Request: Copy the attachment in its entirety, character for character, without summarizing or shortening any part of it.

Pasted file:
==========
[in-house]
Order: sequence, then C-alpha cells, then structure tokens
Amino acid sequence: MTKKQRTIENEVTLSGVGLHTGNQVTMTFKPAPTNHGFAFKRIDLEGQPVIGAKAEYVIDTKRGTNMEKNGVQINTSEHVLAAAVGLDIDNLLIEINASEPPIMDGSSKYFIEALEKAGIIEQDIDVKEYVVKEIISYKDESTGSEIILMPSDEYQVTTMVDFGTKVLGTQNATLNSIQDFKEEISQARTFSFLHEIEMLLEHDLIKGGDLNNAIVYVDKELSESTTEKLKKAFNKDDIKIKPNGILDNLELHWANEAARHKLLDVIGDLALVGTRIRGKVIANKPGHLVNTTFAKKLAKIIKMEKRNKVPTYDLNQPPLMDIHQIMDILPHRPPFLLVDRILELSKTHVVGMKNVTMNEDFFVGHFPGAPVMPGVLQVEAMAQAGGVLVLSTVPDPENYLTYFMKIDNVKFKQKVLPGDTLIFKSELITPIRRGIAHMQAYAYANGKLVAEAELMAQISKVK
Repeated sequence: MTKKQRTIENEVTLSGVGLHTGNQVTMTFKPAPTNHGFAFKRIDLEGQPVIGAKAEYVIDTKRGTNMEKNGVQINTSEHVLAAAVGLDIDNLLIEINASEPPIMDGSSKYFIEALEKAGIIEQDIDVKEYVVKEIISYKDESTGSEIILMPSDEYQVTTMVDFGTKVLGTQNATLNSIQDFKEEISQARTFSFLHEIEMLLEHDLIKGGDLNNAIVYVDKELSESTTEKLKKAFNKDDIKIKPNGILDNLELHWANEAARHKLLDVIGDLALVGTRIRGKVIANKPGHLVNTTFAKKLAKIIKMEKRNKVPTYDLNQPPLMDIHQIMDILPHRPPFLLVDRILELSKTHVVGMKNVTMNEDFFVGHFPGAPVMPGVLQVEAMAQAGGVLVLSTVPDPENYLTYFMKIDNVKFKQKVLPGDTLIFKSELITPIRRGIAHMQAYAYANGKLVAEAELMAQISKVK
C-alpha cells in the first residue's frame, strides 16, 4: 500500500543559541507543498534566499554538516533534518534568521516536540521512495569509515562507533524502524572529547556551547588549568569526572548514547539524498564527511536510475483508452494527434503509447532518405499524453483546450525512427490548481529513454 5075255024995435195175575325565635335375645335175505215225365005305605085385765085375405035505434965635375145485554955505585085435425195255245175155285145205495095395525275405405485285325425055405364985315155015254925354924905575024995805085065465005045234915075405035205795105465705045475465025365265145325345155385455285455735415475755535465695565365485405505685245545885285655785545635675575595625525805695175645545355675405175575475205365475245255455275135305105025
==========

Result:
[in-house]
Order: sequence, then C-alpha cells, then structure tokens
Amino acid sequence: MTKKQRTIENEVTLSGVGLHTGNQVTMTFKPAPTNHGFAFKRIDLEGQPVIGAKAEYVIDTKRGTNMEKNGVQINTSEHVLAAAVGLDIDNLLIEINASEPPIMDGSSKYFIEALEKAGIIEQDIDVKEYVVKEIISYKDESTGSEIILMPSDEYQVTTMVDFGTKVLGTQNATLNSIQDFKEEISQARTFSFLHEIEMLLEHDLIKGGDLNNAIVYVDKELSESTTEKLKKAFNKDDIKIKPNGILDNLELHWANEAARHKLLDVIGDLALVGTRIRGKVIANKPGHLVNTTFAKKLAKIIKMEKRNKVPTYDLNQPPLMDIHQIMDILPHRPPFLLVDRILELSKTHVVGMKNVTMNEDFFVGHFPGAPVMPGVLQVEAMAQAGGVLVLSTVPDPENYLTYFMKIDNVKFKQKVLPGDTLIFKSELITPIRRGIAHMQAYAYANGKLVAEAELMAQISKVK
Repeated sequence: MTKKQRTIENEVTLSGVGLHTGNQVTMTFKPAPTNHGFAFKRIDLEGQPVIGAKAEYVIDTKRGTNMEKNGVQINTSEHVLAAAVGLDIDNLLIEINASEPPIMDGSSKYFIEALEKAGIIEQDIDVKEYVVKEIISYKDESTGSEIILMPSDEYQVTTMVDFGTKVLGTQNATLNSIQDFKEEISQARTFSFLHEIEMLLEHDLIKGGDLNNAIVYVDKELSESTTEKLKKAFNKDDIKIKPNGILDNLELHWANEAARHKLLDVIGDLALVGTRIRGKVIANKPGHLVNTTFAKKLAKIIKMEKRNKVPTYDLNQPPLMDIHQIMDILPHRPPFLLVDRILELSKTHVVGMKNVTMNEDFFVGHFPGAPVMPGVLQVEAMAQAGGVLVLSTVPDPENYLTYFMKIDNVKFKQKVLPGDTLIFKSELITPIRRGIAHMQAYAYANGKLVAEAELMAQISKVK
C-alpha cells in the first residue's frame, strides 16, 4: 500500500543559541507543498534566499554538516533534518534568521516536540521512495569509515562507533524502524572529547556551547588549568569526572548514547539524498564527511536510475483508452494527434503509447532518405499524453483546450525512427490548481529513454 5075255024995435195175575325565635335375645335175505215225365005305605085385765085375405035505434965635375145485554955505585085435425195255245175155285145205495095395525275405405485285325425055405364985315155015254925354924905575024995805085065465005045234915075405035205795105465705045475465025365265145325345155385455285455735415475755535465695565365485405505685245545885285655785545635675575595625525805695175645545355675405175575475205365475245255455275135305105025